QUANTITATIVE DETERMINATION OF FURANODIENES
The chemical composition of MyrLiq® comprises several furanodienes, including the bioactive compounds curzerene, furanoeudesma-1,3-diene and lindestrene (Figure 1). The presence of these three major furanodienes is typical of the genus, and these compounds are primarily responsible for the analgesic effects of myrrh extracts.
Figure 1. The major bioactive furanodienes of MyrLiq®
MyrLiq® extracts are analyzed by gas chromatography (GC) coupled to mass spectrometry (MS) for qualitative analysis of the compounds and by GC coupled to flame ionization detection (FID) for quantitative analysis. Figure 2 shows a typical GC-MS profile of MyrLiq.
Figure 2. GC-MS chromatogram of MyrLiq®
Table 1 shows the typical chemical composition of MyrLiq-PWD.
Table 1. Furanodiene content of MyrLiq®. Data are expressed as the relative area percentage and content (standard deviation).
|Compound||Furanodiene area percentage||Content (g kg-1)|
|Curzerene||17.93 (0.20)||12.31 (0.05)|
|Furanoeudesma-1,3-diene||27.44 (0.17)||18.84 (0.02)|
|Lindestrene||9.08 (0.06)||6.23 (0.01)|
|Dihydrolinderalactone||1.91 (0.02)||1.31 (0.02)|
|Acetoxy-furanodiene (M.W. = 274)||0.87 (0.05)||0.59 (0.03)|
|Acetoxy-furanodiene (M.W. = 232)||1.85 (0.04)||1.27 (0.03)|
|TOTAL||59.07 (0.43)||40.56 (0.78)|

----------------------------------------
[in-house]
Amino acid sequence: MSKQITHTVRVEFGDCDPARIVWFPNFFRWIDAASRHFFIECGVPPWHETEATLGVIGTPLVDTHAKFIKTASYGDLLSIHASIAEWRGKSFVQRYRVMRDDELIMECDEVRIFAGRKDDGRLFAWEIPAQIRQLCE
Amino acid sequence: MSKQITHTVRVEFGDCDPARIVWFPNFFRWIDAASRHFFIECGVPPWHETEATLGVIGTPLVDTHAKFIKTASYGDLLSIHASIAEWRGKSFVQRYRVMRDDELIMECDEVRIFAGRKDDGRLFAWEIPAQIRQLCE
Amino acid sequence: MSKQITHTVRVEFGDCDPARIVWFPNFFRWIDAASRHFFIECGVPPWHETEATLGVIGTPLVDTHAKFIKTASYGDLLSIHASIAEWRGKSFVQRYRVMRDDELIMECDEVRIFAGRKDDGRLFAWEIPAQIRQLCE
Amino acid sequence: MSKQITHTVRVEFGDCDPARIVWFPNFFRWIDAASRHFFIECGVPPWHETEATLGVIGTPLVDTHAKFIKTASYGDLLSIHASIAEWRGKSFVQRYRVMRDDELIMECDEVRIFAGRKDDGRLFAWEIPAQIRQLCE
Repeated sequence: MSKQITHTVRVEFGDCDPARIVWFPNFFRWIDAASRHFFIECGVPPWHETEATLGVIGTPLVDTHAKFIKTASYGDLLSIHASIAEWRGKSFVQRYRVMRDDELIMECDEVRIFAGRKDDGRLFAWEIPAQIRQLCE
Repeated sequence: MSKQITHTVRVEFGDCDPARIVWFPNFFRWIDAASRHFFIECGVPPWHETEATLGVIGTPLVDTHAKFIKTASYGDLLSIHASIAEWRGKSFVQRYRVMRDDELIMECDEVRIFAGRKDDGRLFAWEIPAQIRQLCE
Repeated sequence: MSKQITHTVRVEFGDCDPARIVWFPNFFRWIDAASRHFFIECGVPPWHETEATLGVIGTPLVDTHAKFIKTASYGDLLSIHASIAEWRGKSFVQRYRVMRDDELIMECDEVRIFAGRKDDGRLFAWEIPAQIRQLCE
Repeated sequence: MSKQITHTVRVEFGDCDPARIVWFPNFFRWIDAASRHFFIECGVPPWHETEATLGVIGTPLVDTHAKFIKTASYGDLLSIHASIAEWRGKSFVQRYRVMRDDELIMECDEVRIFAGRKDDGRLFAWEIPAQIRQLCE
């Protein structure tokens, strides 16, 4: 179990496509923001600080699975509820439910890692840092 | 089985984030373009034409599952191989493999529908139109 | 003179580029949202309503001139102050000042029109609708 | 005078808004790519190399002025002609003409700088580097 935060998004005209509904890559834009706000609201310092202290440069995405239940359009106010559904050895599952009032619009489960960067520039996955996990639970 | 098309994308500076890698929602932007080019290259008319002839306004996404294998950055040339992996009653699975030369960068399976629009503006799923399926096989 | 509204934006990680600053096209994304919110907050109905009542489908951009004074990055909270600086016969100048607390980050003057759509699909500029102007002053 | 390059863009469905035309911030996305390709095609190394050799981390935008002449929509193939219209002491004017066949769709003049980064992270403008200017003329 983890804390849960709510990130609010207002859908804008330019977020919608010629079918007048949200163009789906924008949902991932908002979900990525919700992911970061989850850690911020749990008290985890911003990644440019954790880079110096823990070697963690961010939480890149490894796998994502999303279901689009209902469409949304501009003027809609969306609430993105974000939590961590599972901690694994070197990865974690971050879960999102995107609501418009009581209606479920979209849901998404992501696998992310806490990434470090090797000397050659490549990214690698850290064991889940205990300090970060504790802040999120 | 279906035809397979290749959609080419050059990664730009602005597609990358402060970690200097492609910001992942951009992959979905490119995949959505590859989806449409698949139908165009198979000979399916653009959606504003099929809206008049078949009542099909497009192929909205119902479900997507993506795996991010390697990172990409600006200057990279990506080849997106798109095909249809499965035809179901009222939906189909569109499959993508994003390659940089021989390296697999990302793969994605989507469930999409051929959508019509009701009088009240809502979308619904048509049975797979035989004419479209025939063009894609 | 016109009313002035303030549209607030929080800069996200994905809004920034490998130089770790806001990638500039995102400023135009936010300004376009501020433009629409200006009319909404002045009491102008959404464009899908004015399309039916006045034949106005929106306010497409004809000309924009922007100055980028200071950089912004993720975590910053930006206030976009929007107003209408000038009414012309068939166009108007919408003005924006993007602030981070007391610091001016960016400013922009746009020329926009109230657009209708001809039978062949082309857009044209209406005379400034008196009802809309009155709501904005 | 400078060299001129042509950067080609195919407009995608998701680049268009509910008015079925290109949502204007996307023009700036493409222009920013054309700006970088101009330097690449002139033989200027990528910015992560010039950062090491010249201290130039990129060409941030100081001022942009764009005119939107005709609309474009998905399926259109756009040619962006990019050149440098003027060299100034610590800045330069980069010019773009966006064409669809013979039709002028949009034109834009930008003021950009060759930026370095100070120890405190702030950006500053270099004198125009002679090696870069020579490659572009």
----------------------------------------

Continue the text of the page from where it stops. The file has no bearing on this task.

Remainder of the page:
GC-FID quantitative analyses revealed that the total percentage of identified furanodienes is approximately 60% of the total volatile fraction, whereas the total furanodiene content is >40 g kg-1 (SD = 0.78) (Table 1). These results are in agreement with the typical percentage and content of furanodienes in myrrh.
The precise quantification of furanodienes and their standardization in MyrLiq® allows the preparation and accurate dosage of products based on MyrLiq®. For instance, in a recent clinical study (see below) we tested two dosages of tablets containing either 200 or 400 mg of MyrLiq®, corresponding to 8.17 mg and 16.34 mg of total furanodienes, respectively.
ANALGESIC PROPERTIES OF MYRLIQ®: CLINICAL TRIALS
Female and male volunteers were selected based on different pain categories, including:
- FEVER-DEPENDENT PAIN
- JOINT PAIN
- MUSCLE ACHES
- LOWER BACK PAIN
- MENSTRUAL CRAMPS
The volunteers were asked to compare the effects of MyrLiq® with the drug they had been taking for the specific pain they were experiencing (DI = diclofenac; KE = ketoprofen; IB = ibuprofen; PA = paracetamol; TR = tramadol; KT = ketorolac). We asked the volunteers to score the effects of MyrLiq® on a scale between 0 and 10, with 0 indicating no effect and 10 indicating an effect comparable to that of the drug they had been using to treat the pain.
MyrLiq® was administered once a day at two dosages: 200 mg or 400 mg.
Table 2 presents the demographic and baseline characteristics of the volunteers.
(W = women; M = men)
|Demographics||Experimental Group, MyrLiq® Administration||Placebo Group|
|Number of volunteers||184||184|
|Number of women (%)||95 (51.6)||95 (51.6)|
|Number of men (%)||89 (48.4)||89 (48.4)|
|Median age (range)||38 (19-61)||38 (19-63)|
|18-35||21 (W), 9 (M)||21 (W), 9 (M)|
|36-45||27 (W), 26 (M)||27 (W), 26 (M)|
|46-60||29 (W), 30 (M)||29 (W), 30 (M)|
|over 60||18 (W), 24 (M)||18 (W), 24 (M)|
|MyrLiq®-PWD 200 mg||34 (W); 39 (M)||34 (W); 39 (M)|
|MyrLiq®-PWD 400 mg||61 (W); 50 (M)||61 (W); 50 (M)|
|Number for headaches (%)
Comparison with KE, IB, PA
|33 (W), 17 (M)||33 (W), 17 (M)|
|Number for fever-dependent pain (%)